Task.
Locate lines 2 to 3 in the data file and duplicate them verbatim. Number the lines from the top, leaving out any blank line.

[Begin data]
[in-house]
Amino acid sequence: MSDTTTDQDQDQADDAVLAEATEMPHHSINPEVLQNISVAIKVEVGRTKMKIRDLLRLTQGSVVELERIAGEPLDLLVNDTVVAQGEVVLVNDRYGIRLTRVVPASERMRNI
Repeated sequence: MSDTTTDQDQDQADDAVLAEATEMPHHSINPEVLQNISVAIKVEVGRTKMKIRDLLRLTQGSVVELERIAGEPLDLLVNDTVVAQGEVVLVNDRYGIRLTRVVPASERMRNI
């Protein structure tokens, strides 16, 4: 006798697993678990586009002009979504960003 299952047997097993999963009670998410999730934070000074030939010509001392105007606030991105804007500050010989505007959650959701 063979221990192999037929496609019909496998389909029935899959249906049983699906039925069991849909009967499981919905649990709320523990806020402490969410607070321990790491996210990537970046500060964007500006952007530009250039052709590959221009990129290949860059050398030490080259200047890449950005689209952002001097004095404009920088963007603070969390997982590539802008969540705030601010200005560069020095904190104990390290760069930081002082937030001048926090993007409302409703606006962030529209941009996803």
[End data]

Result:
Amino acid sequence: MSDTTTDQDQDQADDAVLAEATEMPHHSINPEVLQNISVAIKVEVGRTKMKIRDLLRLTQGSVVELERIAGEPLDLLVNDTVVAQGEVVLVNDRYGIRLTRVVPASERMRNI
Repeated sequence: MSDTTTDQDQDQADDAVLAEATEMPHHSINPEVLQNISVAIKVEVGRTKMKIRDLLRLTQGSVVELERIAGEPLDLLVNDTVVAQGEVVLVNDRYGIRLTRVVPASERMRNI